Starbucks has found a new way to take on local, independent coffeehouses: Step up its focus on “small-batch” specialty coffees.
The company announced plans Friday to open a new “Starbucks Reserve Roastery and Tasting Room” in Seattle that will allow the coffee giant to expand its line of higher-priced, small-batch Starbucks Reserve coffee line. The Reserve line will eventually be in 1,500 locations worldwide—nearly double the number it’s in today—and be featured in at least 100 new cafes that Starbucks plans to open in coming months.
"The Starbucks Reserve Roastery and Tasting room is a multi-sensory experience that will transform the future of specialty coffee,” said Starbucks CEO Howard Schultz in a company news release. “We plan to take this super premium experience to cities around the world, elevating the Starbucks experience not only through these stores but across our entire business.”
For independent coffeehouses, Starbucks’ new focus on high-end coffee may feel rather menacing. Many local coffee cafes have tried to fend off competition from big coffee chains, particularly Starbucks, by roasting small-batch specialty blend coffee.
While many coffee enthusiasts may still prefer the vibe of their local coffee shop (and simply want to support local independent businesses), coffeehouse owners may need to rethink how they differentiate themselves now that Starbucks is encroaching on their turf:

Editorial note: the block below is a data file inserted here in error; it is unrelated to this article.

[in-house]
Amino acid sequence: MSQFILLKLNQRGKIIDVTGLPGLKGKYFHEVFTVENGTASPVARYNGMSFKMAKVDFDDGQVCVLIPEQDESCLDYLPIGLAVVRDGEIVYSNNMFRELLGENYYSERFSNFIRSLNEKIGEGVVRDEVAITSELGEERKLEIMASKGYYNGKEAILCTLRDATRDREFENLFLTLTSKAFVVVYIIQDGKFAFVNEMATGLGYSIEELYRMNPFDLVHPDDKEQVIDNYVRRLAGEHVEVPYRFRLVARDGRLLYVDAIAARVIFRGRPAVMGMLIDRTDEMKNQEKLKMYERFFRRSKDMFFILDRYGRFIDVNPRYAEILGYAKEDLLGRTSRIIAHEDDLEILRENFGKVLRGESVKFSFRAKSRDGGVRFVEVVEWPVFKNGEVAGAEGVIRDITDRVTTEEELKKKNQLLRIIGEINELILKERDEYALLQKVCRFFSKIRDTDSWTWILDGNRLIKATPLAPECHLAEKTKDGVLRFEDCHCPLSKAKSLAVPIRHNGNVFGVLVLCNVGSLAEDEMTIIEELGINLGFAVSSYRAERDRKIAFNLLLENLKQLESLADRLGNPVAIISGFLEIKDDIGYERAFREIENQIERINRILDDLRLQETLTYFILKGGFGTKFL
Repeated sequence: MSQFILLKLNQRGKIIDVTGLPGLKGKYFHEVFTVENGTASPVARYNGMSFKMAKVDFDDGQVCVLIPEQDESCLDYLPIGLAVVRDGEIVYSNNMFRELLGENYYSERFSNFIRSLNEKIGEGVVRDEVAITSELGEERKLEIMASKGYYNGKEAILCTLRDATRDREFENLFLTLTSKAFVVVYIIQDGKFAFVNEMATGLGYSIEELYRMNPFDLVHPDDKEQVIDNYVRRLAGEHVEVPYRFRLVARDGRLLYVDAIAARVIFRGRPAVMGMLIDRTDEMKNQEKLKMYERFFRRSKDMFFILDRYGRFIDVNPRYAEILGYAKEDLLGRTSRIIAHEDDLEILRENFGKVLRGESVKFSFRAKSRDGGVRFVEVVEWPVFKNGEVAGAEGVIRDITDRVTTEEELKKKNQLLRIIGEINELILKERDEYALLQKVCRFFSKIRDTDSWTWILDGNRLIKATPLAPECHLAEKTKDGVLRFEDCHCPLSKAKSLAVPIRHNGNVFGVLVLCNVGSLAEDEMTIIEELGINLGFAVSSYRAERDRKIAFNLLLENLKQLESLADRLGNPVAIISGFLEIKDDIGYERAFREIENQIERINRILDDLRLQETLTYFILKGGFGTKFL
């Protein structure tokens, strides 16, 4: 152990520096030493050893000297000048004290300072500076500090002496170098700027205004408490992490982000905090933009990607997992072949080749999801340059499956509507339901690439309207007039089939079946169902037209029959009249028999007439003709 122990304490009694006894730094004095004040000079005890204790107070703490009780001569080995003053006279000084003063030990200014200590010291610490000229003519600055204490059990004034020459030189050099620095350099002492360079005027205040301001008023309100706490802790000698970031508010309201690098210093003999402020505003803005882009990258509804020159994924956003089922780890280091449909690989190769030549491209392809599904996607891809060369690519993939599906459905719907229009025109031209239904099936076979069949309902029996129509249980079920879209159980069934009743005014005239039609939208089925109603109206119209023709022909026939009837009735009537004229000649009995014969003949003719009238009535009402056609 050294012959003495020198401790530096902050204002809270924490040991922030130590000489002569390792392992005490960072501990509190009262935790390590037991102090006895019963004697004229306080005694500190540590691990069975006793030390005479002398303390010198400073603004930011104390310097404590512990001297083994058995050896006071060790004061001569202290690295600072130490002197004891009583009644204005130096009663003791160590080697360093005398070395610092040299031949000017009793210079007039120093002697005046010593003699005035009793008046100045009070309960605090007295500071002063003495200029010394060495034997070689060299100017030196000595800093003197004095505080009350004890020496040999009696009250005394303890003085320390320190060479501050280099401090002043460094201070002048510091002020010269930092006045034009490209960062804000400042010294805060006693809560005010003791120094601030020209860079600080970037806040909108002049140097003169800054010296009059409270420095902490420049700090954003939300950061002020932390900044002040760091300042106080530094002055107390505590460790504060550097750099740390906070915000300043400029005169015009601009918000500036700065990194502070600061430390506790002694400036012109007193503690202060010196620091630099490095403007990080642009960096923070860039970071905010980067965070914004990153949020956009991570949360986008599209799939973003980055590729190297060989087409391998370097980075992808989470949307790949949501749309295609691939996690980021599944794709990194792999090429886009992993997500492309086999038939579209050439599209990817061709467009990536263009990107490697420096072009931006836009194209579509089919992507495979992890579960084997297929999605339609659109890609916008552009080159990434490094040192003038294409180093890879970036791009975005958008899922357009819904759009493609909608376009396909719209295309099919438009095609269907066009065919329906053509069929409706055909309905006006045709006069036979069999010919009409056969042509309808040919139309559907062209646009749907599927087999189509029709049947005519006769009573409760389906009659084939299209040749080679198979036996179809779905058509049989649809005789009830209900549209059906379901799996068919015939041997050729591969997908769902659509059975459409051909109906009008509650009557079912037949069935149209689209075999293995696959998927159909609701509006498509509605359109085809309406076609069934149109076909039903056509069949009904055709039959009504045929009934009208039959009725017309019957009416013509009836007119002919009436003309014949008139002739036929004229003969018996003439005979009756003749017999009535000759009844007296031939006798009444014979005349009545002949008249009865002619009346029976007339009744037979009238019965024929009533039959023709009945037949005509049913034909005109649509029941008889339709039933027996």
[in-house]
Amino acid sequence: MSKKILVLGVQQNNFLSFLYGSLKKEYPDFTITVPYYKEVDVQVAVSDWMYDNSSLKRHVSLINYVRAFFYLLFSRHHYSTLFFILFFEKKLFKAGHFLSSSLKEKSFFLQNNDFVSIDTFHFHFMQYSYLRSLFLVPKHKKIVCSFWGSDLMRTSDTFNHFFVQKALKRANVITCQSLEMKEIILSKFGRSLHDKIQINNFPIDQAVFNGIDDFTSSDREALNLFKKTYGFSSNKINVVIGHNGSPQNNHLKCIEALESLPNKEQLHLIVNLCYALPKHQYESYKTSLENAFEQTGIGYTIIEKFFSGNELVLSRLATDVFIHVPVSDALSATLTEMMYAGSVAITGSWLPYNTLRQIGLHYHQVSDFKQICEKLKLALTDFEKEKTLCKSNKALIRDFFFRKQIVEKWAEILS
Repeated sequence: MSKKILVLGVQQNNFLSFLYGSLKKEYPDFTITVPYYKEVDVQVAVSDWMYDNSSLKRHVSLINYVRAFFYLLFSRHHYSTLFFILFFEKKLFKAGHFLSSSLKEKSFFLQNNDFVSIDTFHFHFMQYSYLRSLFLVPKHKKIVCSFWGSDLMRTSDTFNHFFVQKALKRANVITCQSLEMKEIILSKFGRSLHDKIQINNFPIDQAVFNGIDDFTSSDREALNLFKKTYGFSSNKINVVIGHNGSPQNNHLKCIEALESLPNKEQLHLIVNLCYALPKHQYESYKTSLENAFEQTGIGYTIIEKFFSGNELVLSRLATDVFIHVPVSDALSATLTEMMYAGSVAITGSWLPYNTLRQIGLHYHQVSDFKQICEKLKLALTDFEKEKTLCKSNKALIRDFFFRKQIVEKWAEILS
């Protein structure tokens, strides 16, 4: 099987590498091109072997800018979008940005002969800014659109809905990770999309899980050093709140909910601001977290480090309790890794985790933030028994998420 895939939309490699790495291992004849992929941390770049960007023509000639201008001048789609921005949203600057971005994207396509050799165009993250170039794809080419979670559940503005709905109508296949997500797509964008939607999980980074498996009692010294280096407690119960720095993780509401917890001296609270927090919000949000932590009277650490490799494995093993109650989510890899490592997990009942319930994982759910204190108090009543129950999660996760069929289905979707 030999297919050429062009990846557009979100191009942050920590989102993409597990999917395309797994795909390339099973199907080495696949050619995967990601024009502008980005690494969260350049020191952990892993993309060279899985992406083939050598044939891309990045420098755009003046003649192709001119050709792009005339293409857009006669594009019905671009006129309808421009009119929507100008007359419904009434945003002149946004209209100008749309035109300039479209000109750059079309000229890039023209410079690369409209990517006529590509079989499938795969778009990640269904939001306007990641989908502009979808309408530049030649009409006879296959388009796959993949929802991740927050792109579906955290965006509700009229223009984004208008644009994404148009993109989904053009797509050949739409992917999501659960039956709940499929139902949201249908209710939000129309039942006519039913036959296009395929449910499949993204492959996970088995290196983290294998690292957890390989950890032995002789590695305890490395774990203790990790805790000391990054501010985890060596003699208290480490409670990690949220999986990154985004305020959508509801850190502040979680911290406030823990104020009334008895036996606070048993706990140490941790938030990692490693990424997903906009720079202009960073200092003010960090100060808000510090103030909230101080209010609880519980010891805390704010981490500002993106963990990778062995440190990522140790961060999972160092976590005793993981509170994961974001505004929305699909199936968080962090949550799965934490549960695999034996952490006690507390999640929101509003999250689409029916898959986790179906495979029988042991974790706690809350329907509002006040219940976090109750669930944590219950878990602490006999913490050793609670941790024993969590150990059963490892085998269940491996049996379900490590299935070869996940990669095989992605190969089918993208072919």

Create even stronger loyalty programs. Loyalty programs that keep regular customers happy by providing them with nice discounts (free coffee, perhaps?) can help independents fend off competition from big chains. Such loyalty programs should be coupled with other efforts to keep regulars connected to the business through email, social media and special events. In Washington D.C. earlier this year, several independent coffee shops even banded together and created a “disloyalty” program, in which it rewarded locals for visiting several different cafes.
Design a cozier, unique feel. Every Starbucks around the world has the same look and feel—as big brands are all about consistency and replication. Independents should take advantage of their ability to create a homier environment, says Peter Baskerville, who has opened more than 20 coffeehouses in Australia. “Promote a warm, welcoming and friendly environment rather than copy Starbucks' style of self-promoting visuals, structural sameness, and regimented layouts,” Baskerville writes in a column on Slate.com about how the Australian market has managed to maintain a large number of independent coffeehouses despite Starbucks’ competition. He adds: “Make them feel like it's a ‘home away from home’ in your cafe with interesting and changing visuals, a variety of seating arrangements, and let the customer alter the furniture to suit themselves.”
Focus on espresso and other Italian coffee drinks. Starbucks may be upping the ante when it comes to brewed coffee, but they still don’t have a stronghold on espresso and other traditional Italian coffee drinks, Baskerville says. He says independents can beat Starbucks for that business by focusing on brewing excellent higher-end drinks like espresso, cappuccino and lattes—and that’s why, he says, Starbucks has yet to penetrate the Italian coffeehouse market. He writes:
Without being snobbish, Starbucks espresso just does not reach the benchmark required of fine Italian espresso coffee. Just ask an Italian who has tried Starbucks! Unlike Starbucks, Italians don't need to add syrups or special sweeteners to their coffee to make it taste good.
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